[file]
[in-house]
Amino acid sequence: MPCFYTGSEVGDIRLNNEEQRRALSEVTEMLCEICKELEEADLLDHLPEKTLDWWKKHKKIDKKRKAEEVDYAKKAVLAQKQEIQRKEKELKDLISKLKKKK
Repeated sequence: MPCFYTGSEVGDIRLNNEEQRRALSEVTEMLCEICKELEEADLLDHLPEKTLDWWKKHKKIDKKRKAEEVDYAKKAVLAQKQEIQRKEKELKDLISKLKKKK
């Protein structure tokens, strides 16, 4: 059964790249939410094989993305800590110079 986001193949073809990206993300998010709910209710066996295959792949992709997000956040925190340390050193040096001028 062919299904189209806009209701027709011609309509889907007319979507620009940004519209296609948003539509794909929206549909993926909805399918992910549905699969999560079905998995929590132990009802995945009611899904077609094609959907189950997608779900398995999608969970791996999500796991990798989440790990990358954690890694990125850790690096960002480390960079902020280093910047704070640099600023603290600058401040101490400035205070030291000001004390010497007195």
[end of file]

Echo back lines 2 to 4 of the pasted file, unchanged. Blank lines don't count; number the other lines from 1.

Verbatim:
Amino acid sequence: MPCFYTGSEVGDIRLNNEEQRRALSEVTEMLCEICKELEEADLLDHLPEKTLDWWKKHKKIDKKRKAEEVDYAKKAVLAQKQEIQRKEKELKDLISKLKKKK
Repeated sequence: MPCFYTGSEVGDIRLNNEEQRRALSEVTEMLCEICKELEEADLLDHLPEKTLDWWKKHKKIDKKRKAEEVDYAKKAVLAQKQEIQRKEKELKDLISKLKKKK
């Protein structure tokens, strides 16, 4: 059964790249939410094989993305800590110079 986001193949073809990206993300998010709910209710066996295959792949992709997000956040925190340390050193040096001028 062919299904189209806009209701027709011609309509889907007319979507620009940004519209296609948003539509794909929206549909993926909805399918992910549905699969999560079905998995929590132990009802995945009611899904077609094609959907189950997608779900398995999608969970791996999500796991990798989440790990990358954690890694990125850790690096960002480390960079902020280093910047704070640099600023603290600058401040101490400035205070030291000001004390010497007195």